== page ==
Gus Honeybun was the station mascot for Westward Television, and later Television South West, from 1961 to 1992. A puppet rabbit, and star of Gus Honeybun's Magic Birthdays, he achieved a longevity for a TV puppet second only to Sooty.
Gus Honeybun was filmed at Westward/TSW's Plymouth studios in the Derry's Cross part of the city. There were four different Gus Honeybun puppets and TSW employed a person to create Gus Honeybun's wardrobe. Gus had a theme tune composed by TV composer, Ed Welch, and a short video was made to accompany it, featuring Gus & several TSW presenters walking around in Plymouth. A 7" single of the theme song was released in several local record shops. Other Gus merchandise available were cuddly toy puppets, keyrings and car stickers. One car sticker said "Watch Gus on TSW!" and had both his face & the TSW logo on it.
Gus Honeybun (given the full name Augustus J Honeybun by some continuity announcers) was supposedly found under a gorse bush on Dartmoor in 1961 by the founders of Westward Television. A more credible legend is that he was devised to fill unsold advertising slots during children's TV broadcasts. Several ITV franchise stations had at one time had a regional birthdays slot (often following Children's ITV or the predecessor children's television slot) with a continuity announcer and puppet announcing children's birthdays. Today Channel Television is the only region to continue with such a practice with its Puffin's Pla(i)ce programme. With Gus the announcer would read out a birthday card and the puppet would give a jump, known as bunny hops,for each year of the childs' life. Alternatives to bunny hops were ear waggles, head stands, winks and later "putting out the lights" and a colour distorting "magic button". Gus appeared with virtually every Westward/TSW presenter, including the likes of the late Ian Stirling, Fern Britton, Judi Spiers, David Fitzgerald, Ruth Langsford & Sally Meen.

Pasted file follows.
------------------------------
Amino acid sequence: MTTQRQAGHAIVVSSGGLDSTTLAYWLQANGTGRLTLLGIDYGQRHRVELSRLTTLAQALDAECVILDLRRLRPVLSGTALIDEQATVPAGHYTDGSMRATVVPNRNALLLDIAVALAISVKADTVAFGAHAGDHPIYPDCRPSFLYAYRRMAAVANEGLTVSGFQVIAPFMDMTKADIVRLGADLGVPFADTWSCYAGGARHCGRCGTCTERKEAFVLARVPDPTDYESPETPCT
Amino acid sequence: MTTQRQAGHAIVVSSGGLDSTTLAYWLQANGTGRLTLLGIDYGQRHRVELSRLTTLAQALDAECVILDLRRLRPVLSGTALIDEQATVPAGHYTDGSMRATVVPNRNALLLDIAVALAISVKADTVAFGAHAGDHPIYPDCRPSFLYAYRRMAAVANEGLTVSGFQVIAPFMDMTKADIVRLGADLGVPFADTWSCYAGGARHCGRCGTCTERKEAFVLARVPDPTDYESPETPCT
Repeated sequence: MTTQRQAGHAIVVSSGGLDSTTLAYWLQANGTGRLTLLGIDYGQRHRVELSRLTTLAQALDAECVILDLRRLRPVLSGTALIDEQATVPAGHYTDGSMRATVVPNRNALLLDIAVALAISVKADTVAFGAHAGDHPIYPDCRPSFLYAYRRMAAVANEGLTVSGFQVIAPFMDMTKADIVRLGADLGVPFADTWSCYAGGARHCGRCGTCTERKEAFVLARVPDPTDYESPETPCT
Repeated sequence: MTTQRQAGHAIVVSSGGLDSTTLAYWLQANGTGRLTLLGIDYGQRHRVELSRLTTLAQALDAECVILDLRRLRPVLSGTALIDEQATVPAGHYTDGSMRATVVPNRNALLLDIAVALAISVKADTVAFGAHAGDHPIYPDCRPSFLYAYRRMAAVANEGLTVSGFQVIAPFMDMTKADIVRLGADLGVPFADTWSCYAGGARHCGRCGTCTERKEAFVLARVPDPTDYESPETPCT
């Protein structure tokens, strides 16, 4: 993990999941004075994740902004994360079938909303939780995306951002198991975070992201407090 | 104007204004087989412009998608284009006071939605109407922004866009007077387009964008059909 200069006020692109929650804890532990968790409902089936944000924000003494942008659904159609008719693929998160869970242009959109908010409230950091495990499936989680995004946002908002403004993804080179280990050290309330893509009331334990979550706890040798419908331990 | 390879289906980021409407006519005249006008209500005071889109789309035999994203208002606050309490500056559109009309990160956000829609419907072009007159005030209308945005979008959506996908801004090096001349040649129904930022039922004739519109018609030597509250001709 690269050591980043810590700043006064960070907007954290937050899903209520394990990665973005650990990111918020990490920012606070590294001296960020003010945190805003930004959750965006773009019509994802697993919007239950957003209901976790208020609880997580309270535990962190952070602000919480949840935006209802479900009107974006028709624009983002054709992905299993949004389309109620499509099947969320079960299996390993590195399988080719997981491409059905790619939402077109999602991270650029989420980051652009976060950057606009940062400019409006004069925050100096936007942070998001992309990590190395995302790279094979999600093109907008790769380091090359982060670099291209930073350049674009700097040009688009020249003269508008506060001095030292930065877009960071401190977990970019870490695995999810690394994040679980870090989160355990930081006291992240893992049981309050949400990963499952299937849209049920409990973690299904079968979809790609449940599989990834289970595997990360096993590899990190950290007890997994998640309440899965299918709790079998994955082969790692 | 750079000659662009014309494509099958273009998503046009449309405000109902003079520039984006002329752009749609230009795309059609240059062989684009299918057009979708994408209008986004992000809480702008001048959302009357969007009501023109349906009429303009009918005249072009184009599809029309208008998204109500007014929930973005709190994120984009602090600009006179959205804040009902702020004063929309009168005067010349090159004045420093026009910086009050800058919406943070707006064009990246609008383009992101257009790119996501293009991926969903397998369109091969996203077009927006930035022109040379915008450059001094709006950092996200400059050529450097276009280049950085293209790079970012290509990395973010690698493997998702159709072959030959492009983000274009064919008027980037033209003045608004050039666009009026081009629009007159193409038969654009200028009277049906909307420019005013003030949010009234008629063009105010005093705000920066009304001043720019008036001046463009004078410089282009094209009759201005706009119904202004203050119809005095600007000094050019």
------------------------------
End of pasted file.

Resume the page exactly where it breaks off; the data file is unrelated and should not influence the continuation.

During the TSW-era, Gus was broadcast twice a day on weekdays (before and after Children's ITV), and usually once a day at weekends. The show usually lasted about 2 or 3 minutes per episode. From 1987-90, TSW used to often opt-out of showing the first & last Children's ITV in-vision continuity links of the day, so it could fit in Gus' birthday slot on weekday afternoons. It was also rumoured that in September 1989, the 'real' reason TSW moved the tea-time repeat of Australian soap, Home and Away from its original slot of 5:10pm, to an earlier time of 3:27pm, was to give Gus some more air-time, therefore also ending anymore CITV opt-outs. The opt-outs were eventually stopped for good in January 1990.
There was also a TSW/Gus branded Hoppa bus, which was made by local bus and coach company, Western National. It was in regular use by them on most service routes, until TSW's demise in 1992.
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